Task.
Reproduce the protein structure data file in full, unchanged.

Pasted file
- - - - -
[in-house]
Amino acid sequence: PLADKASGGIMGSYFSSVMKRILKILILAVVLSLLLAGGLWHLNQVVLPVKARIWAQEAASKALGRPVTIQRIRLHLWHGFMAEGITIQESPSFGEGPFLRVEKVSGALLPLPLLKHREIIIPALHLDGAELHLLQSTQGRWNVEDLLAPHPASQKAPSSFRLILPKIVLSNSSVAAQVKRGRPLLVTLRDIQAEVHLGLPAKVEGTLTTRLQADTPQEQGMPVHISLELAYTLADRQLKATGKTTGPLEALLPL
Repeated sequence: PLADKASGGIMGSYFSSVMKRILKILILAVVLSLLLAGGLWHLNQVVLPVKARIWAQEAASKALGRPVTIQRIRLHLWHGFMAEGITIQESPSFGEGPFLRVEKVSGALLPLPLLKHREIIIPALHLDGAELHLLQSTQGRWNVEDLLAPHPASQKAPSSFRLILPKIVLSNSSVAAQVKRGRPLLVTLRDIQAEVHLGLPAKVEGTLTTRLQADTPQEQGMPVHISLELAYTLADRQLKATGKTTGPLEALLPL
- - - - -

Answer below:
[in-house]
Amino acid sequence: PLADKASGGIMGSYFSSVMKRILKILILAVVLSLLLAGGLWHLNQVVLPVKARIWAQEAASKALGRPVTIQRIRLHLWHGFMAEGITIQESPSFGEGPFLRVEKVSGALLPLPLLKHREIIIPALHLDGAELHLLQSTQGRWNVEDLLAPHPASQKAPSSFRLILPKIVLSNSSVAAQVKRGRPLLVTLRDIQAEVHLGLPAKVEGTLTTRLQADTPQEQGMPVHISLELAYTLADRQLKATGKTTGPLEALLPL
Repeated sequence: PLADKASGGIMGSYFSSVMKRILKILILAVVLSLLLAGGLWHLNQVVLPVKARIWAQEAASKALGRPVTIQRIRLHLWHGFMAEGITIQESPSFGEGPFLRVEKVSGALLPLPLLKHREIIIPALHLDGAELHLLQSTQGRWNVEDLLAPHPASQKAPSSFRLILPKIVLSNSSVAAQVKRGRPLLVTLRDIQAEVHLGLPAKVEGTLTTRLQADTPQEQGMPVHISLELAYTLADRQLKATGKTTGPLEALLPL